- The findings showed that children, especially those under the age of 10, experience a protective effect against IBD if they live in a rural household.
- The findings also strengthen the understanding- environmental risk factors that lead people to IBD may have a stronger effect in children than adults
Canada, July 27, 2017: According to a new study, living in rural households decreases the chances of a person developing an inflammatory bowel disease (IBD), in particular, young children and adolescents. The study has been undertaken by researchers at the Children’s Hospital of Eastern Ontario (CHEO) Research Institute, Institute for Clinical Evaluative Sciences (ICES), and the Canadian Gastro-Intestinal Epidemiology Consortium (CanGIEC).
The findings showed that children, especially those under the age of 10, experience a protective effect against IBD if they live in a rural household.
Lead author Eric Benchimol from CHEO Inflammatory Bowel Disease Centre, in Ottawa, said, “This effect is particularly strong in children who are raised in a rural household in the first five years of life. These are some important findings since our previous work shows that the number of very young children being diagnosed with IBD has jumped in the past 20 years.” “The findings also strengthen our understanding that environmental risk factors that lead people to IBD may have a stronger effect in children than adults,” he added.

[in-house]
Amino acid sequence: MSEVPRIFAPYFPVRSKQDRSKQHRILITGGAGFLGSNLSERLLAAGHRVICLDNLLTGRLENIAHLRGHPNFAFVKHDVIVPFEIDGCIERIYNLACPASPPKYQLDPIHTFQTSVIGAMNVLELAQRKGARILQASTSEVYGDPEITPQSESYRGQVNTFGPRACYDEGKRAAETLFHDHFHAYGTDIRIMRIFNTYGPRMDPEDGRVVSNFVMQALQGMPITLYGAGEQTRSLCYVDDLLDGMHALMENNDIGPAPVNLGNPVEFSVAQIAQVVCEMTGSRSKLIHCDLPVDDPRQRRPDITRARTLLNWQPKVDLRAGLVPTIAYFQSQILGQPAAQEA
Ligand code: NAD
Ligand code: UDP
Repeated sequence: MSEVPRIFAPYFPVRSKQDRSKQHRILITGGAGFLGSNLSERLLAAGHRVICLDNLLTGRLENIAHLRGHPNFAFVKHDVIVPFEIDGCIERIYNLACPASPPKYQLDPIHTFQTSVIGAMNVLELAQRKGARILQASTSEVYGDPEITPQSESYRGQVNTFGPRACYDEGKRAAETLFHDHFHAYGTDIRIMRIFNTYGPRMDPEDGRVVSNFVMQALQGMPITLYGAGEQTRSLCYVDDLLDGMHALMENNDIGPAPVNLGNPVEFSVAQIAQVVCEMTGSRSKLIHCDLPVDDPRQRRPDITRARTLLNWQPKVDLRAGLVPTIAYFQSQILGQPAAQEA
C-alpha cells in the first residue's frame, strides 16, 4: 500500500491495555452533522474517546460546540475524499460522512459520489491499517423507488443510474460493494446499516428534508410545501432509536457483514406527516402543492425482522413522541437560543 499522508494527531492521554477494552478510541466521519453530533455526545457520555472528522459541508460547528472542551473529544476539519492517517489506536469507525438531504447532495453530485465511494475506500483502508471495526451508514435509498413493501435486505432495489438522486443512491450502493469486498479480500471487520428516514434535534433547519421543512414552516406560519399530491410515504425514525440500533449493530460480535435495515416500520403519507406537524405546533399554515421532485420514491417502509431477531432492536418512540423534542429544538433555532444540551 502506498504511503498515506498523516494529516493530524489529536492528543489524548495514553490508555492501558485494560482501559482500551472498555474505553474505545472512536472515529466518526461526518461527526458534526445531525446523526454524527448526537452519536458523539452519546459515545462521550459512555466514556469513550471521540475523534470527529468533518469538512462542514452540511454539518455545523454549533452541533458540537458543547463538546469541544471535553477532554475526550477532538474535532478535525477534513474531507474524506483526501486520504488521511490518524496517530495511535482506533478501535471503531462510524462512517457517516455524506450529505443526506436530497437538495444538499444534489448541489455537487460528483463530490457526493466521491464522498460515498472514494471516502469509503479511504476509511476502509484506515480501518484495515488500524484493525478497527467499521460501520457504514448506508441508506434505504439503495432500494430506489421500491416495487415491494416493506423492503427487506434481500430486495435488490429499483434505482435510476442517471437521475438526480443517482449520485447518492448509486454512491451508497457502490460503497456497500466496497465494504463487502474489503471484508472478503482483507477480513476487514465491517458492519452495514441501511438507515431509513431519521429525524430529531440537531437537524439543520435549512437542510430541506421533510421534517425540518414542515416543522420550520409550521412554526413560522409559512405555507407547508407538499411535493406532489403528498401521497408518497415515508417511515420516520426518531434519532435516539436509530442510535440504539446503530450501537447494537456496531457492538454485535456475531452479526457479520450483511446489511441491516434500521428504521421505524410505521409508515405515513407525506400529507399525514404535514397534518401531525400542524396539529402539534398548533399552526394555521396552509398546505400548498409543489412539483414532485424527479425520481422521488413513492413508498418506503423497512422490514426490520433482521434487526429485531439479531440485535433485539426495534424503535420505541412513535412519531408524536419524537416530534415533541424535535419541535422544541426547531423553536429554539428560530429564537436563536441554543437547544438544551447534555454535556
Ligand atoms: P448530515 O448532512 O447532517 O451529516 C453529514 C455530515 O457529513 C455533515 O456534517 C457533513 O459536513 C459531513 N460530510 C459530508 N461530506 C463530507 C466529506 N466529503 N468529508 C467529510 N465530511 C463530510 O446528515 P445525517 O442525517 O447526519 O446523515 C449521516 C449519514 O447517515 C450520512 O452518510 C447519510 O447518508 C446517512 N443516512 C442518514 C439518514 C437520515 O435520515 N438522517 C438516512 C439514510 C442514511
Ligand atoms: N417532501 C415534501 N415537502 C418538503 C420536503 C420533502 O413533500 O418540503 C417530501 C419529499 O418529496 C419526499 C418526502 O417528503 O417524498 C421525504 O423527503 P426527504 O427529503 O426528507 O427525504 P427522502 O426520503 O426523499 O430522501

As per the study, 45,567 patients are diagnosed with IBD; 6,662 of those patients diagnosed with IBD were living in rural households and 38,905 were living in urban households from 1999 to 2010 in four Canadian provinces (Alberta, Manitoba, Nova Scotia and Ontario).The overall incidence of IBD was 30.72 per 1, 00,000 person-years in the rural population compared with 33.16 per 100,000 in the urban population.
Canada has one of the highest rates of IBD in the world, with most cases diagnosed in individuals between the ages of 15 and 30, and an increased incidence seen in children under the age of 10.”The new study demonstrates the importance of early life exposure in altering the risk of IBD and that needs further study,” Benchimol noted
The researchers suggest that living in a rural or urban environment can change the intestinal micro biome due to different exposures early in life and may result in decreased or increased risk. The research appears in the American Journal of Gastroenterology.
– by Kritika Dua of NewsGram. Twitter @DKritika08
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